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Veterans Law

Denial of increased rating for bipolar disorder lacked adequate reasons or bases

February 16, 2018
Updated: January 19, 2022


The Veteran served on active duty in the Army from 1988 to 1990 and from 1999 to 2007.  VA granted service connection for her bipolar disorder in April 2008 with a 30% rating, effective from April 2007.  She appealed the 30% rating to the Board of Veterans’ Appeals.  The Board then remanded the claim in September 2012.  That November, the Veteran underwent a VA examination per remand instructions.

Board denied increased rating for bipolar disorder from March 2010, forward

The Board issued a new decision in February 2015.  This decision increased the rating for bipolar disorder to 70% prior to May 5, 2010.  It also determined a 50% rating beginning on that date.  The Veteran appealed that decision to the Court of Appeals for Veterans Claims (CAVC).  A July 2015 joint motion for partial remand stipulated that the Board failed to provide an adequate statement of reasons or bases for its decision.  The Board remanded the claim again that November.  In accordance, the Veteran underwent another VA examination in January 2016.  In June 2016, the Board denied a rating in excess of 50% for bipolar disorder from March 5, 2010.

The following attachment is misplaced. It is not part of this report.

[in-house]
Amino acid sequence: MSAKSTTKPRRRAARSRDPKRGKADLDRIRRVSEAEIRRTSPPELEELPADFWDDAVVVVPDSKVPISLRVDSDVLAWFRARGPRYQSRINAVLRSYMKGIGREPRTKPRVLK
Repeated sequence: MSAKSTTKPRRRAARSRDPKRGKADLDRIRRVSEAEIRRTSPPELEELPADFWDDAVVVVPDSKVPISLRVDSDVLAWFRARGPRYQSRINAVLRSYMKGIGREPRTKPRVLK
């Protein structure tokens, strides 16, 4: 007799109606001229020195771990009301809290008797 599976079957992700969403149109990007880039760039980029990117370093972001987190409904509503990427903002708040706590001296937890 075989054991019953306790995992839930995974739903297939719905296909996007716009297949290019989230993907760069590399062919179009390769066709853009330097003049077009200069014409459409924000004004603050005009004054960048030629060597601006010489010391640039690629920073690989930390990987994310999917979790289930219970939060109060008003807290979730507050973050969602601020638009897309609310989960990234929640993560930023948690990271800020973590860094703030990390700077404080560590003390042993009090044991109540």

CCK appeals to the Court

CCK successfully appealed to the Court the denial of an increased rating for the Veteran’s service-connected bipolar disorder from March 5, 2010, forward.  In its decision, the Board determined that the Veteran’s symptoms affected the areas of family, work, mood, and judgment.  However, it did not rise to the level of causing deficiencies in those areas.

CAVC agrees with CCK’s arguments

CCK argued, and the Court agreed, that the Board provided inadequate reasons or bases for denying a rating in excess of 50% for bipolar disorder from March 5, 2010, forward.  The Court agreed that the Board erroneously imposed a requirement of the 100% rating criteria to deny a 70% rating when it found that the Veteran’s mood did not “prohibit” her from working.  It further agreed that the Board overlooked evidence of suicidal ideation and inadequately discussed the Veteran’s compulsive spending habits.  The Court set aside the Board’s decision and remanded the issue of entitlement to a rating excess of 50% from March 5, 2010, forward.  On remand, the Board must undertake a detailed analysis of whether an increased rating is warranted at any time since May 5, 2010.